I’ve been doing some more fiction writing lately and decided I’d reactivate this site so I can post some of my newest compositions and a few book reviews. So I’ll start with reviews of some recent cozy mysteries I’ve read.
Cozies: the Good, the Bad, and the Ugly.
Or Rather, The Odd:
Probable Claws, Book 2 in the Vanessa Abbot Cat Protection League Cat Cozy Mystery series, written by Nancy C. Davis
I love cats and I enjoy a cozy mystery, but this book didn’t thrill me much. A reader has to be into cat “mental telepathy” to find it enjoyable. The cat owner (and sleuth, if you can call her that) doesn’t have to figure anything out. She simply listens to what her omniscient cats are telling her about whodunit.
Now, if you do enjoy fantasies where cats solve mysteries, this is a great book for you. The mystery itself is valid, though the plot is elementary and the cast limited. The pace could be perked up with less talk, more action, and more emotions brought out in the dialogue. The conversations don’t move the plot along like they could. And the police detective blabbing so much info at the crime scene, discussing the suspects in front of all and sundry, is quite unorthodox.
Have you ever read a book that you thought kind of dragged along to an improbable conclusion, then checked online and found enthusiastic write-ups that leave you wondering what’s wrong with your judgement — or the reviewer’s ?
I recently read Murder in Cottage #6 (Liz Lucas Cozy Mystery Series Book 1) then reviewed the reviews on Amazon. This book has 22 five-star ratings, 1 four-star, and the customer reviews are so upbeat. “An entertaining suspenseful book”; “Loved it”; “Another great read for this cozy mystery series.”
My impression: If you say so. My rating: three-star max. The plot’s okay, though I thought Liz and her friend acted both foolish and out of character toward the end. Actually the last chapter portrays the crook as obtuse as well, if she never twigs onto the fact that she’s being followed all over town all day. I found the dialogue is stilted; no one talks that formally these days.
A good editor could have worked wonders with this one. In fact, the whole story could have been reduced by about 30% just by eliminating all the repetition. For example (direct quote):
Liz couldn’t help but notice the big yellow stain on his shirt. “See you’re lookin’ at that spot on my shirt,” Seth said.
(Well, yeah. The writer just told us that. You didn’t have to.)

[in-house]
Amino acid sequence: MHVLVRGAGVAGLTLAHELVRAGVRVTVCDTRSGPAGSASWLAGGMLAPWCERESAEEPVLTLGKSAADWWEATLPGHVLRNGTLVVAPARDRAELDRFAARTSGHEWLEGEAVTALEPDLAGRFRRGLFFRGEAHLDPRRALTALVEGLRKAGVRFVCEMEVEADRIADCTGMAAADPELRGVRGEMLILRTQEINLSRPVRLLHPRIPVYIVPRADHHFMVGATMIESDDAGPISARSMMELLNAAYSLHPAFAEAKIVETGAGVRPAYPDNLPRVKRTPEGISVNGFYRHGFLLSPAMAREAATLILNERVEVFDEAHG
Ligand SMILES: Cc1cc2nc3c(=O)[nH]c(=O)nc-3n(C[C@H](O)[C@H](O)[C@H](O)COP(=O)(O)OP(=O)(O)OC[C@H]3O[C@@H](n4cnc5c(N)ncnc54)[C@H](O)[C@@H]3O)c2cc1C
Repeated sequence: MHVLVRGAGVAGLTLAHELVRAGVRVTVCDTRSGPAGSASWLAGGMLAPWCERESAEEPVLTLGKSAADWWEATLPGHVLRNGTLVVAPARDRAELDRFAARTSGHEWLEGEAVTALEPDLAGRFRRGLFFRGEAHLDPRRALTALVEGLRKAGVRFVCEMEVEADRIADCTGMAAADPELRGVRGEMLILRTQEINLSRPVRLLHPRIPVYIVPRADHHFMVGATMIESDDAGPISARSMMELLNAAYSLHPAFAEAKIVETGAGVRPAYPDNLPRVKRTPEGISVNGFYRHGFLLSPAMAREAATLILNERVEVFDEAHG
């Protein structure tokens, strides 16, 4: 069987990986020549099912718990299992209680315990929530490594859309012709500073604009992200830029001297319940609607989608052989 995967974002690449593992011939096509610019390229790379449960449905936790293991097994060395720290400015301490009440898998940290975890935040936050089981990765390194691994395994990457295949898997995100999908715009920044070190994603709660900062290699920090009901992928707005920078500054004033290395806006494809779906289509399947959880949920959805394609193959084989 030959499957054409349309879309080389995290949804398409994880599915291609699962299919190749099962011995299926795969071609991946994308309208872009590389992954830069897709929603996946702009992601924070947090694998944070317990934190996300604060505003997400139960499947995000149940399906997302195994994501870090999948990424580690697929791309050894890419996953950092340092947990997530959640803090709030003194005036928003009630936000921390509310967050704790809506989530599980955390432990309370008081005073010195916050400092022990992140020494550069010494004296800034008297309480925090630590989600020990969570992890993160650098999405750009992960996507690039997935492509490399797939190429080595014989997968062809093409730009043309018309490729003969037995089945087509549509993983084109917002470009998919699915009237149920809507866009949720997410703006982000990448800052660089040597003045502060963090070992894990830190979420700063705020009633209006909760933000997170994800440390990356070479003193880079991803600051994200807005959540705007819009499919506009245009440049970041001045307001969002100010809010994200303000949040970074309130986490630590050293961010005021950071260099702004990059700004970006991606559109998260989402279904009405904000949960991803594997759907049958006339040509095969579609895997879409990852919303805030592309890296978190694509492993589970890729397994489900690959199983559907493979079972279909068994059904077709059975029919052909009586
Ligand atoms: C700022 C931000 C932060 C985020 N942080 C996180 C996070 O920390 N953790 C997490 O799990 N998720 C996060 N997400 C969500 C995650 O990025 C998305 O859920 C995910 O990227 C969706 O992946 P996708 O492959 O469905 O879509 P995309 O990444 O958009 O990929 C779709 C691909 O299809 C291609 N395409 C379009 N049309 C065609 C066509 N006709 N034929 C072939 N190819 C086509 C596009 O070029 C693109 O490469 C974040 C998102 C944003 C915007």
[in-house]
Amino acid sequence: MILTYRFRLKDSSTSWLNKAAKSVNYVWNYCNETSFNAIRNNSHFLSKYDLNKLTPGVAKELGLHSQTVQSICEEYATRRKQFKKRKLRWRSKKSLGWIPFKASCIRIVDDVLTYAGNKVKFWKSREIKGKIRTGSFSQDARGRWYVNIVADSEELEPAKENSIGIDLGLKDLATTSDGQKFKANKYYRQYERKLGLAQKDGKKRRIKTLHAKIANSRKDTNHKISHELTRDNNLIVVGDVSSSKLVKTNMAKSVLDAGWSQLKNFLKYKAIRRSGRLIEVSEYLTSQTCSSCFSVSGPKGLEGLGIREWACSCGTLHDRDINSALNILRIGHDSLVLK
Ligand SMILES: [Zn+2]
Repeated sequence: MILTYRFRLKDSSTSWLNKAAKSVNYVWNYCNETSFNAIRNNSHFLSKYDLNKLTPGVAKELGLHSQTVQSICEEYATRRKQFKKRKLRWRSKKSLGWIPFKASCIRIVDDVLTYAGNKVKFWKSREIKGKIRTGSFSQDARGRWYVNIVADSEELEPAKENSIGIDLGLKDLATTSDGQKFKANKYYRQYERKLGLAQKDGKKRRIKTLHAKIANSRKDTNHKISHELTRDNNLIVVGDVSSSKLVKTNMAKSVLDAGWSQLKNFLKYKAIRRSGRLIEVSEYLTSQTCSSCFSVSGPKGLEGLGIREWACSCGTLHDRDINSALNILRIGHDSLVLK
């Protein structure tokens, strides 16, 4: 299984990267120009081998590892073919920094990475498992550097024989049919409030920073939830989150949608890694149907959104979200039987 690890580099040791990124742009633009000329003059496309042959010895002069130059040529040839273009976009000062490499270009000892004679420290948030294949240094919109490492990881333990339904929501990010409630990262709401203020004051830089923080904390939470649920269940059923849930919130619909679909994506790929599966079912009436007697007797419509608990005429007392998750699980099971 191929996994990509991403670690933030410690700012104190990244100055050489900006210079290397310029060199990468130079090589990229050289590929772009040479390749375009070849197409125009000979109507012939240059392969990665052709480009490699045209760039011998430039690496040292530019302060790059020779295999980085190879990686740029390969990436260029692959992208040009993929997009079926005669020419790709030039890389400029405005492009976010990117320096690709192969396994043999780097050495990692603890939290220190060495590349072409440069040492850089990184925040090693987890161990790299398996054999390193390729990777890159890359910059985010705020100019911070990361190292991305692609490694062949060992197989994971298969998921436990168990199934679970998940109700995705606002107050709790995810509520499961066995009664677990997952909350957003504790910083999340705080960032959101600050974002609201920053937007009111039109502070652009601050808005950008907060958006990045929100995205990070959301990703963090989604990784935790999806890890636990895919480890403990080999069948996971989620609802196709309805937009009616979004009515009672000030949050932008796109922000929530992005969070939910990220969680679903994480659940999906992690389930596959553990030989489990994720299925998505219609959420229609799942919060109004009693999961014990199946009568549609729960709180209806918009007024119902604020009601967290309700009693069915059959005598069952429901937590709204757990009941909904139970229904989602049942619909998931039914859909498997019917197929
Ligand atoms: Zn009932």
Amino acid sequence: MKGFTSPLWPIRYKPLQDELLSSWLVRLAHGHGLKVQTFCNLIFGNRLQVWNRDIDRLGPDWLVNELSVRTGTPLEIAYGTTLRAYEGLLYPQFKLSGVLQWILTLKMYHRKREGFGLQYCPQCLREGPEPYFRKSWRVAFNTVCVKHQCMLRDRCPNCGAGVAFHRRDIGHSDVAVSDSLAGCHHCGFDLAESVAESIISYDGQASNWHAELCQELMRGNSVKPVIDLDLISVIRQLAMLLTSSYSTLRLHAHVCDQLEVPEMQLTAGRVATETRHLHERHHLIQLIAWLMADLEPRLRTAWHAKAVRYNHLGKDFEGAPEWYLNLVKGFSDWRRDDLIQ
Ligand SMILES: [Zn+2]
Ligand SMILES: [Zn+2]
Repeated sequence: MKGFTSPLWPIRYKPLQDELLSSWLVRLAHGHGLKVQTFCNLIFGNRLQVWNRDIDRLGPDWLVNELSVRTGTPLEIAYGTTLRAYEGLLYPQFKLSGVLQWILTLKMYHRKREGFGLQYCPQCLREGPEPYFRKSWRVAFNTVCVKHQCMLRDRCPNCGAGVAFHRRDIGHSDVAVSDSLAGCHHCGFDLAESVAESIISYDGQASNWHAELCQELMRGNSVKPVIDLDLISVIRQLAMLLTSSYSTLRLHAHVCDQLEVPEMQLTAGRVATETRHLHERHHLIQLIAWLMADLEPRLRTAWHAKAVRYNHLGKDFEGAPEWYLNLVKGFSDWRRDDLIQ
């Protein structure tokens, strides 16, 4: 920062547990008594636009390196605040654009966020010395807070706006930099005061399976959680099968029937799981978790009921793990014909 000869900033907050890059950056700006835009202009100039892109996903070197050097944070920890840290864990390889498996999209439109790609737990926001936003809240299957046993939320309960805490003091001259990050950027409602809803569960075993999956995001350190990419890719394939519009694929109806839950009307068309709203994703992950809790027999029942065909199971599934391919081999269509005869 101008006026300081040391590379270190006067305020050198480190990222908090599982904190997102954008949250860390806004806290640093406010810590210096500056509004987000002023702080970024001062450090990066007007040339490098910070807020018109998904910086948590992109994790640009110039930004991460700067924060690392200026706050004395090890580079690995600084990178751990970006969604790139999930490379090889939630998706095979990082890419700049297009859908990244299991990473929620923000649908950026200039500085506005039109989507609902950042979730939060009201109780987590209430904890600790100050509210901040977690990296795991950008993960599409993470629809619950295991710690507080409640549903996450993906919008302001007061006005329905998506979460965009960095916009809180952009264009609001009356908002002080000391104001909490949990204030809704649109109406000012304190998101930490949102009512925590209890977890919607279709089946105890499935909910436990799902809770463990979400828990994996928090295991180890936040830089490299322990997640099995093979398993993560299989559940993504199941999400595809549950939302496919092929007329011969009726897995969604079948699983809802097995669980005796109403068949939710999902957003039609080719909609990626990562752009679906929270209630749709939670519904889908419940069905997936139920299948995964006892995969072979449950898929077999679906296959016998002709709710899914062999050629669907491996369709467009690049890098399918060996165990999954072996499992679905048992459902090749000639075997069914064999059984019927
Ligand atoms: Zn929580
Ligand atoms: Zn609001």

The writer has done the character’s thoughts in italics and these tend to repeat the conversation you just read. A lot of stuff like (not an actual excerpt):
He glared at her furiously. “What are you doing here anyway?” he demanded.
Oh, dear, she thought to herself. He’s angry with me for coming. I should have stayed away.
I can’t tell you how many times I read, either in dialogue or thought, that the detective is a hopeless bumbler who will never be able to solve the case on his own. Actually she makes the detective a caricature, a lecherous dimwit. I don’t appreciate that treatment of authority.
I hope that some kind editor has taken the writer of this series, Dianne Harman, in hand and helped her work out the flaws I am seeing (fussy me) so the second book in the series will be much improved.
The Dune House Cozy Mystery Series by Cindy Bell. One day journalist Suzie Allen is informed that her long-forgotten Uncle Harry has unexpectedly left her Dune House, a beautiful house on the beach that was once a Bed and Breakfast. She and her best friend, Mary, head for the town of Garber, on the East Coast ( Maine?) to restore the old place. I’ve read three of these books. In ‘chronological order’, they are:
Boats and Bad Guys
The REALLY Good:
I’ve been reading Joanna Carl’s series, A Chocoholic Mystery, and am enjoying them immensely. The stories are skillfully told; the plots are believable; the characters are likable. Lee McKinley, the heroine, is brave but not brassy, mouthy, or foolishly dashing into disasters. Plus a few sidebar details about the history of chocolate in each book.
There are about fifteen in all, but so far I’ve read (in the series ‘chronological order’):
The Chocolate Cat Caper
The Chocolate Frog Frame Up
The Chocolate Puppy Puzzle
The Chocolate Mouse Trap
The Chocolate Bridal Bash
The Chocolate Jewel Case
The Chocolate Snowman Murders
So if you’re looking for a cozy to fill a long winter evening, these books are scary but no heart-stopping-terror, some romantic interests but no profanity or erotic scenes.